Maroon 5 Makes My Old-School Playlist

by Kevin Burton

   Suppose you somehow learn that my copy of the “Billboard Book of Number One Hits,” only goes to June of 2003, “This Is The Night” by Clay Aiken.

   You say, “When’s your birthday? I’ll get you an updated copy.”

   Well thanks for that thought, but I’d rather have tube socks for my quarantine wardrobe.

   I’m just not into the new music. That much I knew. Now I’ve learned that my brain interferes with those few times I even try to listen to new artists (“My Brain Prefers Old-School Music,” June 8).

   So I am making a small effort to check out some newish music by listening to CDs I bought but never listened to very much.

   That brings me today to It Won’t Be Soon Before Long by Maroon 5. That is their follow-up album to Songs About Jane which I really loved.  Of all the songs on the two albums, “This Love” is easily my favorite.  I was surprised to learn it peaked at only number 5 on the Hot 100.

   This Love puts the bar pretty high for the songs on their second album.

   Going through the 12 songs on the album, I have some complaints, but forgive almost all of them immediately because of the musicality and variety.

   It Won’t Be Soon Before Long is an almost perfect set for the likes of me, an old-school guy trying to enjoy some newish stuff.  That’s because the record was made with a retro feel to it. The Wikipedia page mentions Michael Jackson, Prince and Talking Heads as influences.

    I hear a lot more.

   How easy it would be to turn “Won’t Go Home Without You” into a Beach Boys song? The hook especially sounds like it. It’s irresistible to me and I can’t fathom that it never even cracked the US top 40.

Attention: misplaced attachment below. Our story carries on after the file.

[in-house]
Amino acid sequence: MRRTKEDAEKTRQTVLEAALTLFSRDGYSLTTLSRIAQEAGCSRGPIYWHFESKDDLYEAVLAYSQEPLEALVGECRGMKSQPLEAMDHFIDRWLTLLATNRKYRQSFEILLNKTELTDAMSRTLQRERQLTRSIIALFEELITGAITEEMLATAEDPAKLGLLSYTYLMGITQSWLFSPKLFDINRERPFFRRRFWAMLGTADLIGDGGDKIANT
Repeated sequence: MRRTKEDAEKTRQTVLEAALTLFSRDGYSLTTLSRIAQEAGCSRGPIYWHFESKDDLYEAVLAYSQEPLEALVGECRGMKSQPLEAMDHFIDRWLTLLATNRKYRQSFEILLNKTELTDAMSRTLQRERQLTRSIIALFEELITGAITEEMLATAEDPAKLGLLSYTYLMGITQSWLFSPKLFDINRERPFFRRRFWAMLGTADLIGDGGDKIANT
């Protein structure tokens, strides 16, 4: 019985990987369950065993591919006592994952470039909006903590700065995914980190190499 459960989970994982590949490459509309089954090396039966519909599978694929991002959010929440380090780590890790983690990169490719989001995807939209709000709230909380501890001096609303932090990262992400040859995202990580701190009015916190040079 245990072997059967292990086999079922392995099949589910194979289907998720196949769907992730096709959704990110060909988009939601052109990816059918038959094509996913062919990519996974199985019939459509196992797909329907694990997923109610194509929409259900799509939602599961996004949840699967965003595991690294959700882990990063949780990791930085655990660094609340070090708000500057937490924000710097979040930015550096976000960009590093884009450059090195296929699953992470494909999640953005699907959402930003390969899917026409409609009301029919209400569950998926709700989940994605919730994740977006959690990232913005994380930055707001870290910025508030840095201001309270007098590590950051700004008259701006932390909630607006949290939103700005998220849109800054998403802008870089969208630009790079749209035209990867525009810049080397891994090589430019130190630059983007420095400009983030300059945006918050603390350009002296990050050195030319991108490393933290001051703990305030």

I can hear the echoes of disco in “Not Falling Apart” but only because I lived through that era. The song would probably remind most people of The Police.

   Listen to “Back at Your Door.” Can you not hear Huey Lewis and the News do this song? 

   Some of the guitar work on “Little Of Your Time,” (but nothing else about the song) reminds me of Contemporary Christian artist Steven Curtis Chapman.

   Is this just an inconsistency of mine? I listen to “Kiwi” and say “that sounds too much like Michael Jackson.” Then I hear bits and pieces of other songs that remind me of Sly and the Family Stone and I think that’s cool. It’s like one is a copy and the other is an influence.

   This deep into the pop/rock era almost everything reminds me of something else.

    I don’t call myself a reviewer of these albums. My knowledge of music is insufficient for that. I am just reacting. Part of me thinks that when talking about an album I should just meet the band where it is and deal with it. 

     Having said that, I note the constant theme of love gone wrong on the two maroon 5 albums I have and wonder, don’t these guys have anything else to talk about?  The music flows to so many places, it’s a shame to have the lyrical theme stagnate.

     “Wake Up Call” with its reference to a murder, is a song I reject altogether. At one point the drums are made to sound like a gunshot and I find that irresponsible.

    Also I like it better when songwriters make their points, paint their romantic pictures, without using explicit language. Too much of that on this record. When did allusion and subtlety go out the window?

   But I am glad I turned back to Maroon 5 though. It was worth a second listen to their second album.

   I still plan to discuss Norah Jones’ second album Feels Like Home. Critics were not kind to that one.

   Meanwhile if you have suggestions for new artists that an old-school guy could groove on without making his brain hurt, please leave them in comments below. 

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